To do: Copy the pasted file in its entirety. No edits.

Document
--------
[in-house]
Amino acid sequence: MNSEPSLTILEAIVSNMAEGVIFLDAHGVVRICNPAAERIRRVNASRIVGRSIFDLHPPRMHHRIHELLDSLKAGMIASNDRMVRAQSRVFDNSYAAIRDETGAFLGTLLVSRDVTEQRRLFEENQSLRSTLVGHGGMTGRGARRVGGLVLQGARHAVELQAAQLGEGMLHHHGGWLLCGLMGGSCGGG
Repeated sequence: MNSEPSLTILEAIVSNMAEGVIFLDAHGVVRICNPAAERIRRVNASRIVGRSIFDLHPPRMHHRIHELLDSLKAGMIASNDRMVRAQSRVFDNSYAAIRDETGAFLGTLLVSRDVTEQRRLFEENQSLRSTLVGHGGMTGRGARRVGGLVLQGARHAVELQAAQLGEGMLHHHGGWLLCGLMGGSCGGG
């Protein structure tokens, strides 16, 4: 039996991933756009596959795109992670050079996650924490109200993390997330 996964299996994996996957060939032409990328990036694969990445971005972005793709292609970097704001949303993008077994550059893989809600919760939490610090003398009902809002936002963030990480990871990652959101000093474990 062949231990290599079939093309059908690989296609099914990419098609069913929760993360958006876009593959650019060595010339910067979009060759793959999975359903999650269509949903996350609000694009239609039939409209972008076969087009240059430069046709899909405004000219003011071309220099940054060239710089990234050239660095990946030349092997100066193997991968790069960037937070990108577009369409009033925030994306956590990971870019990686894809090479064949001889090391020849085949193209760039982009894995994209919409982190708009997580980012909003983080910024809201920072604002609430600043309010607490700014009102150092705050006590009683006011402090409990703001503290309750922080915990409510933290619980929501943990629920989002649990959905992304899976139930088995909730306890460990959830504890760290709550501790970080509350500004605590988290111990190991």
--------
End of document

[in-house]
Amino acid sequence: MNSEPSLTILEAIVSNMAEGVIFLDAHGVVRICNPAAERIRRVNASRIVGRSIFDLHPPRMHHRIHELLDSLKAGMIASNDRMVRAQSRVFDNSYAAIRDETGAFLGTLLVSRDVTEQRRLFEENQSLRSTLVGHGGMTGRGARRVGGLVLQGARHAVELQAAQLGEGMLHHHGGWLLCGLMGGSCGGG
Repeated sequence: MNSEPSLTILEAIVSNMAEGVIFLDAHGVVRICNPAAERIRRVNASRIVGRSIFDLHPPRMHHRIHELLDSLKAGMIASNDRMVRAQSRVFDNSYAAIRDETGAFLGTLLVSRDVTEQRRLFEENQSLRSTLVGHGGMTGRGARRVGGLVLQGARHAVELQAAQLGEGMLHHHGGWLLCGLMGGSCGGG
């Protein structure tokens, strides 16, 4: 039996991933756009596959795109992670050079996650924490109200993390997330 996964299996994996996957060939032409990328990036694969990445971005972005793709292609970097704001949303993008077994550059893989809600919760939490610090003398009902809002936002963030990480990871990652959101000093474990 062949231990290599079939093309059908690989296609099914990419098609069913929760993360958006876009593959650019060595010339910067979009060759793959999975359903999650269509949903996350609000694009239609039939409209972008076969087009240059430069046709899909405004000219003011071309220099940054060239710089990234050239660095990946030349092997100066193997991968790069960037937070990108577009369409009033925030994306956590990971870019990686894809090479064949001889090391020849085949193209760039982009894995994209919409982190708009997580980012909003983080910024809201920072604002609430600043309010607490700014009102150092705050006590009683006011402090409990703001503290309750922080915990409510933290619980929501943990629920989002649990959905992304899976139930088995909730306890460990959830504890760290709550501790970080509350500004605590988290111990190991």